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Viviana Quintero Márquez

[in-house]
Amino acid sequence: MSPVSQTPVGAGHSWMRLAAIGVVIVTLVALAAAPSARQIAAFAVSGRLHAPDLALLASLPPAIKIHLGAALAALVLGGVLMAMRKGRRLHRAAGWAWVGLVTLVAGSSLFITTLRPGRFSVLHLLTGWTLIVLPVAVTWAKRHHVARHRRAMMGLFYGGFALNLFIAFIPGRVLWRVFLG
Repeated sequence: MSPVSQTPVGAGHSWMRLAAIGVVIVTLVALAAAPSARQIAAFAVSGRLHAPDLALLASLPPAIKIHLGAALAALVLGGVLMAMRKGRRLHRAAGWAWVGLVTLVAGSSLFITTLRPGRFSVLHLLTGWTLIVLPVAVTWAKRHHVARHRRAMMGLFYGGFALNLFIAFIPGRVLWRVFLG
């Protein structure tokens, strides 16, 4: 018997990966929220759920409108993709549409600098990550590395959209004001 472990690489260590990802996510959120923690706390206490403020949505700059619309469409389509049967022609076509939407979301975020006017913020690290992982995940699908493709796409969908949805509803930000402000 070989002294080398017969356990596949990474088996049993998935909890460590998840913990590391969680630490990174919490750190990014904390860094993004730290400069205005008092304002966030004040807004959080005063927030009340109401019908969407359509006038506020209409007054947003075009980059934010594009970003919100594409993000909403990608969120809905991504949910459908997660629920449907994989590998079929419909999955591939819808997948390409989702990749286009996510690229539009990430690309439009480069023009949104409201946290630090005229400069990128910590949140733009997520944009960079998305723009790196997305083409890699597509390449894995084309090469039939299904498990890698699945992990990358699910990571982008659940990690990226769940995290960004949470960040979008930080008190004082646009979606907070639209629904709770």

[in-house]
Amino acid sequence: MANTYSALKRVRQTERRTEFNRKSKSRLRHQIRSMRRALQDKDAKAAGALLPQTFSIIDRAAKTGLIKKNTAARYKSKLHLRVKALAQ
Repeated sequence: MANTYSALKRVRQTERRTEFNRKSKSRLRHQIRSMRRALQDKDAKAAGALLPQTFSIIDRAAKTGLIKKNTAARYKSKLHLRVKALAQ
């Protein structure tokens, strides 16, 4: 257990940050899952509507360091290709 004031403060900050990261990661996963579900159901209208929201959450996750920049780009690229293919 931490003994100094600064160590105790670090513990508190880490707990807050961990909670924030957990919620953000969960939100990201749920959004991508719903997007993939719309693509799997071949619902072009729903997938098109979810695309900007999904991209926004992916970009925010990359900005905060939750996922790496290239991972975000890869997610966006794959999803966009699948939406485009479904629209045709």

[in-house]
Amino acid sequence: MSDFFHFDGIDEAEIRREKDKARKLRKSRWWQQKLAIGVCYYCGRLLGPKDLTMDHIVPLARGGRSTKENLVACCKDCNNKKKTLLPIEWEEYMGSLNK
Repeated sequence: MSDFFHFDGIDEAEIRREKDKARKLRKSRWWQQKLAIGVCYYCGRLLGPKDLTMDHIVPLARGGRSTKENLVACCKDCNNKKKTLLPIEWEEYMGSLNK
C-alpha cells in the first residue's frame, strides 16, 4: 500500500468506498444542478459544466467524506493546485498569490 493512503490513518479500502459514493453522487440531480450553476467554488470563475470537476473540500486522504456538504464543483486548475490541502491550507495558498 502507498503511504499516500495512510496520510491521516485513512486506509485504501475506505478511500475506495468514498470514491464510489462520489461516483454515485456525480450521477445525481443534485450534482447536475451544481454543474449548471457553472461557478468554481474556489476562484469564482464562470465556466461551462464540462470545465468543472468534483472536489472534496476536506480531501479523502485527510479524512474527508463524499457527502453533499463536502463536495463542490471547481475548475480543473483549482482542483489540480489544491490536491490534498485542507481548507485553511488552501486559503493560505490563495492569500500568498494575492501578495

Viviana Quintero Márquez is a fifth year Ph.D. Candidate in the History Department at Vanderbilt University where she works with Professor Jane Landers. In 2016, she received a M.A. degree in Latin American and Caribbean History from the University of Wisconsin–Madison. Her research and publications explore how the human body, disease, medicine, and death relate to Colombian, Afro-Atlantic, and Colonial history. She is writing a dissertation entitled “El Africa in America: Black Life, Rebellion, and Economic Revival in the Atlantic World of Cartagena de Indias, 1720 –1810.” Viviana Quintero have been awarded the SSRC-Mellon International Dissertation Research Fellowship (2020-21), an Andrew W. Mellon Foundation Fellowship at the Huntington Library (upcoming 2021), a Ph.D. grant from the Colombian State (2014), and an Honorable Mention from the Latin American Studies Association (2012). Her most recent article “Soldiers, Militias, and Tamboreros Cabildantes in Bocachica and Cartagena de Indias, 1741-1970” appeared in The Latin Americanist in March 2019. Over the last four years she has helped curate the Manuel and Delia Zapata Olivella Special Collection and contribute to the Slave Societies Digital Archive both located at Vanderbilt University. In addition to her academic work in the United States, Viviana Quintero has participated as a researcher for the Colombian Historical Memory Commission, has worked as an advisor for Colombia’s Office of the Attorney General on issues of sexual violence, and contributed to an experimental judicial investigation that focused on emblematic cases of violence in the Colombian armed conflict. She has also been a columnist for the Colombian newspaper El Espectador.